The Orlando Fire Department is the only fire department in the state to have ISO 1 classification, International Fire Accreditation, Emergency Management Accreditation Program (EMAP) certification and ACE accreditation (911/Communications Center).
OFD Rated ISO 1 for 10th Year in a Row
Orlando Fire Department is proud to announce its ranking as an ISO Class 1 for the 10th year in a row.
The Orlando Fire Department earned one of the highest possible recognitions by receiving a Class 1 Public Protection Classification. This rating places the Orlando Fire Department in the top 1% (.9%) of the nearly 30,000 fire departments in the United States.
City residents, business owners and visitors to Orlando can count on first-class fire protection because of our quick response to community needs and a commitment to preserving life, property and the environment. This is all possible by the dedication of our men and women of Orlando Fire and the investment in state-of-the-art training, tools and technology.
The Insurance Services Office (ISO) Public Protection Classification is used by the insurance industry in determining insurance premiums for properties within the community.
The ISO uses the Public Protection Classification to gauge the ability of a local fire department to respond to fires. A community's public fire protection information is collected and analyzed by ISO using its Fire Suppression Rating Schedule. A Classification of 1 to 10 is then assigned based on the results of the survey. Class 1 is the highest rating, and Class 10 is an indication of no fire protection.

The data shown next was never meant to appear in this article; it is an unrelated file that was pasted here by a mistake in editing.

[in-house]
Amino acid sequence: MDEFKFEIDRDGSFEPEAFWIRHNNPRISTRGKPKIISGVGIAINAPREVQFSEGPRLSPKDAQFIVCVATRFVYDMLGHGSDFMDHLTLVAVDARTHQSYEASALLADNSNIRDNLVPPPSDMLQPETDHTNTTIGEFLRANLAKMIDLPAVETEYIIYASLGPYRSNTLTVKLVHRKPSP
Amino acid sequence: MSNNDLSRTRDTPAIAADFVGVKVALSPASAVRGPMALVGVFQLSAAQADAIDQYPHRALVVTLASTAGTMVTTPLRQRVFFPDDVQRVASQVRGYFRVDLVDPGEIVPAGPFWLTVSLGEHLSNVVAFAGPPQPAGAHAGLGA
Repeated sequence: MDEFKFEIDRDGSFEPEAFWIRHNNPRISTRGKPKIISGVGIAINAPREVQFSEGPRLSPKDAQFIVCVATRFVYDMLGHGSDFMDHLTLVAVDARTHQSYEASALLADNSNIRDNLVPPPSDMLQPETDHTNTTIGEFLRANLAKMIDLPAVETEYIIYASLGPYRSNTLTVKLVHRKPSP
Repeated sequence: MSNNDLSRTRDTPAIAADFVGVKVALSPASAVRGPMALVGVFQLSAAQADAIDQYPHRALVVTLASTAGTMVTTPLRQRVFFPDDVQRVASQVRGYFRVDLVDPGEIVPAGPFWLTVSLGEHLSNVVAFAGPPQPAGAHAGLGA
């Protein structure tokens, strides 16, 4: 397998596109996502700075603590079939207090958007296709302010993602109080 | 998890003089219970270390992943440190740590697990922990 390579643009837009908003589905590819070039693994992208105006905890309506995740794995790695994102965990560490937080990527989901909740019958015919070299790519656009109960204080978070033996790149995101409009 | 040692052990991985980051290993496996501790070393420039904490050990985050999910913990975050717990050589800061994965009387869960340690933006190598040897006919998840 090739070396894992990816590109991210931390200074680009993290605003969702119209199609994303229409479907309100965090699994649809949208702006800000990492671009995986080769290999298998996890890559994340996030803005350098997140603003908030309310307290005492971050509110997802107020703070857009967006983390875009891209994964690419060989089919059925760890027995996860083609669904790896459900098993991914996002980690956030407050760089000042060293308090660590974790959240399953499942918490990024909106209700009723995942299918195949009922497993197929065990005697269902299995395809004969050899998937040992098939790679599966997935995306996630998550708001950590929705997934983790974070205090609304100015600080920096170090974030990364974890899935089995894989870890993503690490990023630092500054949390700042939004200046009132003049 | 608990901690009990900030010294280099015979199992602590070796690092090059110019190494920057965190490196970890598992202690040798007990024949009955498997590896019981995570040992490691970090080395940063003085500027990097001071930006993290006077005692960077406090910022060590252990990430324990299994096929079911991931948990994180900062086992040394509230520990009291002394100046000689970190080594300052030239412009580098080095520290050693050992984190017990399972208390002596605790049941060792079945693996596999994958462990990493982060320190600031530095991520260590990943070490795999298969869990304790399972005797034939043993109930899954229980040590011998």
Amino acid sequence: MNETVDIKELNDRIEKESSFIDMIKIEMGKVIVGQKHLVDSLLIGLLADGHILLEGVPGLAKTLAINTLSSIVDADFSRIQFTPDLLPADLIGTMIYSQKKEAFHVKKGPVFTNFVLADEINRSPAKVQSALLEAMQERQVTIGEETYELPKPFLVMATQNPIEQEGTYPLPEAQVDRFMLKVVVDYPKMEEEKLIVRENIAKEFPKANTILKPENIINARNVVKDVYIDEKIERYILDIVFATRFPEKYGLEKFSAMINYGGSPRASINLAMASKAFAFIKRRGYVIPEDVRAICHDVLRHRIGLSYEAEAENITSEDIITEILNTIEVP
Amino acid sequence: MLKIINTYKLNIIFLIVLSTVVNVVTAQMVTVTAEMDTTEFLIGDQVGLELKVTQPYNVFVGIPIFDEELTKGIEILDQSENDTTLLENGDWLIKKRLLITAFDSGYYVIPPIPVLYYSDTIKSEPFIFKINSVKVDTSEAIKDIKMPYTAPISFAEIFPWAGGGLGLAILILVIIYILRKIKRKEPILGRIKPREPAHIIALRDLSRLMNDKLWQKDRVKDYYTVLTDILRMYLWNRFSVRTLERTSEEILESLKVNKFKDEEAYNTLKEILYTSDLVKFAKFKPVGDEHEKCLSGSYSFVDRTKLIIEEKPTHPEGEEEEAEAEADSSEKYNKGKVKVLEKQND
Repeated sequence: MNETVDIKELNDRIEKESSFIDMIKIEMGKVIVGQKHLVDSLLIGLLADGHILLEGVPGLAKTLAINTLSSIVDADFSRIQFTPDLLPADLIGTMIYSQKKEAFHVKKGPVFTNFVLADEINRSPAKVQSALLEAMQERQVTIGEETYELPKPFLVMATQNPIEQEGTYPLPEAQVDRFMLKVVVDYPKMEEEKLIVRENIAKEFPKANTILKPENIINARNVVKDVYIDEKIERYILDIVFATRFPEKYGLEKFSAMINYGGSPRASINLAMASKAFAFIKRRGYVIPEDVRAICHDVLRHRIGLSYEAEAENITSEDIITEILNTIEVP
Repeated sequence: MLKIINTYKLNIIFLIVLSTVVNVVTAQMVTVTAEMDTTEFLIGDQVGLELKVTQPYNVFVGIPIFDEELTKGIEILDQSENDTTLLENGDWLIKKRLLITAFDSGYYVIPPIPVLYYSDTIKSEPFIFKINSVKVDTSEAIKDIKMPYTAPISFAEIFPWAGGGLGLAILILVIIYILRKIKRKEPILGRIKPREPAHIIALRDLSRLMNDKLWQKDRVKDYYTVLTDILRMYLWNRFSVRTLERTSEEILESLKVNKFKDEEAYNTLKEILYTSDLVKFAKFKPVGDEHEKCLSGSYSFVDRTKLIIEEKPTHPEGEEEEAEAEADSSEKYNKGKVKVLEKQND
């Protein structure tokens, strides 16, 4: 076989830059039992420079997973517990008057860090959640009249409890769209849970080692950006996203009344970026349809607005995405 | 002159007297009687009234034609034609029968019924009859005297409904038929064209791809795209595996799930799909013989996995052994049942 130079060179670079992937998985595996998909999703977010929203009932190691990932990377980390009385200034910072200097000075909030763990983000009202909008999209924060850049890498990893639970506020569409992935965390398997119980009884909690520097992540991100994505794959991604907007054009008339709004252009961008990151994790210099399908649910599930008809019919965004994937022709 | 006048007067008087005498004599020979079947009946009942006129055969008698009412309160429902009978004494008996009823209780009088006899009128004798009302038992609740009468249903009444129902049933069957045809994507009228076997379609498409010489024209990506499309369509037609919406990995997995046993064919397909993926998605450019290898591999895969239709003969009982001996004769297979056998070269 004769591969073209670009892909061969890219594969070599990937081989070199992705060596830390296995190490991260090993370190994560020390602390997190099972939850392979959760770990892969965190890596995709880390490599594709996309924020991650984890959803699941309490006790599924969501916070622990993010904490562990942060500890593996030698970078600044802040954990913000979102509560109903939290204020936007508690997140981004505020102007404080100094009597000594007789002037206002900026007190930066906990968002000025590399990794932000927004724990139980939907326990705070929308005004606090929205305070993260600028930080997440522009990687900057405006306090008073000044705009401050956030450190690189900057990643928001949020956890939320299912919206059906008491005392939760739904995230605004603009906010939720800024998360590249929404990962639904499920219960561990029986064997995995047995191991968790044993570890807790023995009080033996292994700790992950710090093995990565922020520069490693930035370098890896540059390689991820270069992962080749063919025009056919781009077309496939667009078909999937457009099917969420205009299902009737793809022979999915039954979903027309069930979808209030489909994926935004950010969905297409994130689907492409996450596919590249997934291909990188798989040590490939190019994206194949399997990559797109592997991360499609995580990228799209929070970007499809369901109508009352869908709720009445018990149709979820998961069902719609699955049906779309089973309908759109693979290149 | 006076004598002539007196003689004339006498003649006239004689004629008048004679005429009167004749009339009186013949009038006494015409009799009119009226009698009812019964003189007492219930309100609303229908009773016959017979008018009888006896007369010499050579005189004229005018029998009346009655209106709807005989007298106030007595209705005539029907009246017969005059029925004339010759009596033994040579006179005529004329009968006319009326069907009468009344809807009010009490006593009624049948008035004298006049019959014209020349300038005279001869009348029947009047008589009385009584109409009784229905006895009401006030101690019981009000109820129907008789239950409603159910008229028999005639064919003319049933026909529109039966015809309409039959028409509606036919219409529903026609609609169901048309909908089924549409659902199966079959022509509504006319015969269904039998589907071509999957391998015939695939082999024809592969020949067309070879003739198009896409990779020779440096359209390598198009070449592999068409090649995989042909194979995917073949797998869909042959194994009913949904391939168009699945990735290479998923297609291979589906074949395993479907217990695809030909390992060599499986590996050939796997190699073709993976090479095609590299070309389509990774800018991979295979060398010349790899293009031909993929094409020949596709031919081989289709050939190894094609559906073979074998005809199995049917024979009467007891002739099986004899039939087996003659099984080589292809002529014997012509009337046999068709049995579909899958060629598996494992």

The Orlando Fire Department received international accreditation on August 15, 2013. Fire service accreditation is administered by the Commission on Fire Accreditation International (CFAI), through the Center for Public Safety Excellence (CPSE), and requires an embedded culture of quality throughout an organization. Maintaining accreditation is a significant undertaking and requires the combined best efforts of all members of the department. Accreditation necessitates the development and maintenance of several key documents including a Strategic Plan, Self-Assessment Manual (SAM) and a Standards of Cover (SOC) and Community Risk Assessment.
Accreditation is a comprehensive assessment and evaluation model for fire and emergency service organizations. The accreditation process helps to determine community risks and fire safety needs, evaluates the performance of an agency and provides a method for continuous improvement. The accreditation and certification bodies change requirements over time requiring accredited agencies to continue to evolve and improve.
The Commission on Fire Accreditation International (CFAI) is governed by an 11-member commission representing a cross-section of the fire service industry, including fire departments, city and county management, code councils, the U.S. Department of Defense, and the International Association of Firefighters. The full Commission meets bi-annually to review all agencies applying for accreditation or reaccreditation status.
Within the accreditation model are ten categories that fire agencies use as the basis to benchmark and evaluate performance. These categories are:
- Governance and Administration
- Assessment and Planning
- Goals and Objectives
- Financial Resources
- Physical Resources
- Human Resources
- Training and Competency
- Essential Resources
- External Systems Relations